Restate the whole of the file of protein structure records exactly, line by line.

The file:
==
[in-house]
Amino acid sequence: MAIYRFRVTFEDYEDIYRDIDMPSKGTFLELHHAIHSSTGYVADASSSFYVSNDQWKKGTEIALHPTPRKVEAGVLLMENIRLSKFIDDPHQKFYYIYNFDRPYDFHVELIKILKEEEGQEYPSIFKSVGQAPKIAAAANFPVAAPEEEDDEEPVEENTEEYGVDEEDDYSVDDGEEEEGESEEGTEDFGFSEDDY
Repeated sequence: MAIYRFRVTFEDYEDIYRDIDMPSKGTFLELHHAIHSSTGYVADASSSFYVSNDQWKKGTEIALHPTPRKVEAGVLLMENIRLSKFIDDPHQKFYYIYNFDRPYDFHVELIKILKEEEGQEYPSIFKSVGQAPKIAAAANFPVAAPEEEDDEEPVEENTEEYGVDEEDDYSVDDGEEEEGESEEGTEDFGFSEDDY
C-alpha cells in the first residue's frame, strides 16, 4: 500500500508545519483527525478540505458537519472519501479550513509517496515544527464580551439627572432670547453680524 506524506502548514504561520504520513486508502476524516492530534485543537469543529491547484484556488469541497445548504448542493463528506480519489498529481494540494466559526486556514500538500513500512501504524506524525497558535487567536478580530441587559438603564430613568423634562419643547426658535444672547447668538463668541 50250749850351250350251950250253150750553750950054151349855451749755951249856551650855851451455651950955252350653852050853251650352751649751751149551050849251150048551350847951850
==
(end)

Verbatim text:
[in-house]
Amino acid sequence: MAIYRFRVTFEDYEDIYRDIDMPSKGTFLELHHAIHSSTGYVADASSSFYVSNDQWKKGTEIALHPTPRKVEAGVLLMENIRLSKFIDDPHQKFYYIYNFDRPYDFHVELIKILKEEEGQEYPSIFKSVGQAPKIAAAANFPVAAPEEEDDEEPVEENTEEYGVDEEDDYSVDDGEEEEGESEEGTEDFGFSEDDY
Repeated sequence: MAIYRFRVTFEDYEDIYRDIDMPSKGTFLELHHAIHSSTGYVADASSSFYVSNDQWKKGTEIALHPTPRKVEAGVLLMENIRLSKFIDDPHQKFYYIYNFDRPYDFHVELIKILKEEEGQEYPSIFKSVGQAPKIAAAANFPVAAPEEEDDEEPVEENTEEYGVDEEDDYSVDDGEEEEGESEEGTEDFGFSEDDY
C-alpha cells in the first residue's frame, strides 16, 4: 500500500508545519483527525478540505458537519472519501479550513509517496515544527464580551439627572432670547453680524 506524506502548514504561520504520513486508502476524516492530534485543537469543529491547484484556488469541497445548504448542493463528506480519489498529481494540494466559526486556514500538500513500512501504524506524525497558535487567536478580530441587559438603564430613568423634562419643547426658535444672547447668538463668541 50250749850351250350251950250253150750553750950054151349855451749755951249856551650855851451455651950955252350653852050853251650352751649751751149551050849251150048551350847951850